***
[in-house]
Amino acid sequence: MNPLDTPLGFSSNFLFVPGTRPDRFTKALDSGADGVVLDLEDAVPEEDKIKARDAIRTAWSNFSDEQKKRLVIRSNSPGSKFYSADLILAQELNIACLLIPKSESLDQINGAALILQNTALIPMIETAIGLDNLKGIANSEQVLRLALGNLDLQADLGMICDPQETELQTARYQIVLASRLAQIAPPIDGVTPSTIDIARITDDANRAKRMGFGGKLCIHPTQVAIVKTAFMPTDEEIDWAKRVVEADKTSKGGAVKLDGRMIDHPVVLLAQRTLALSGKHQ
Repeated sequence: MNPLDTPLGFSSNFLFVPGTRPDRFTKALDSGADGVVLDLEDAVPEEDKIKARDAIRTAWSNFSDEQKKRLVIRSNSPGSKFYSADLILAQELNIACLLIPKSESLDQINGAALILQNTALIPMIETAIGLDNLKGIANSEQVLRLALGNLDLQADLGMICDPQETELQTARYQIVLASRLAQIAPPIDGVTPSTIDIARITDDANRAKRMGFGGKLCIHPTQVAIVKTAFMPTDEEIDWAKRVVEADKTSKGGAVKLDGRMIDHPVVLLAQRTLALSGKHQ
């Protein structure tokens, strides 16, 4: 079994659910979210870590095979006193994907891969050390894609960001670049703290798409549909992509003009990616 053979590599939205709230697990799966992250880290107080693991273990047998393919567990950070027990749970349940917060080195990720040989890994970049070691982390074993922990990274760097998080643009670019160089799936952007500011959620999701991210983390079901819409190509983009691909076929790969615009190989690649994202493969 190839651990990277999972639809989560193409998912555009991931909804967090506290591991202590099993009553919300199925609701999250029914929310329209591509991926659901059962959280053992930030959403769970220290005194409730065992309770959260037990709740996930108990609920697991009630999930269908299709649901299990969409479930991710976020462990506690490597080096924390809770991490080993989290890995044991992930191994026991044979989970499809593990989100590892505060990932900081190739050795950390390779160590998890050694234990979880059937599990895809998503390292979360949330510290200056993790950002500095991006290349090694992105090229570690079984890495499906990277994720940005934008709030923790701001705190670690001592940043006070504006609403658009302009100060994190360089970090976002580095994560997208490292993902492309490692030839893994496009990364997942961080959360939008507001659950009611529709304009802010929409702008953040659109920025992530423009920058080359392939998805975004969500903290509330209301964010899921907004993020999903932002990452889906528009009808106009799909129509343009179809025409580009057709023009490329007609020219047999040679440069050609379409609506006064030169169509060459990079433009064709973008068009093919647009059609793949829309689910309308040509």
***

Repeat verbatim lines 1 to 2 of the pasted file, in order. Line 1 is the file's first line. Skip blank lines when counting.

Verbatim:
[in-house]
Amino acid sequence: MNPLDTPLGFSSNFLFVPGTRPDRFTKALDSGADGVVLDLEDAVPEEDKIKARDAIRTAWSNFSDEQKKRLVIRSNSPGSKFYSADLILAQELNIACLLIPKSESLDQINGAALILQNTALIPMIETAIGLDNLKGIANSEQVLRLALGNLDLQADLGMICDPQETELQTARYQIVLASRLAQIAPPIDGVTPSTIDIARITDDANRAKRMGFGGKLCIHPTQVAIVKTAFMPTDEEIDWAKRVVEADKTSKGGAVKLDGRMIDHPVVLLAQRTLALSGKHQ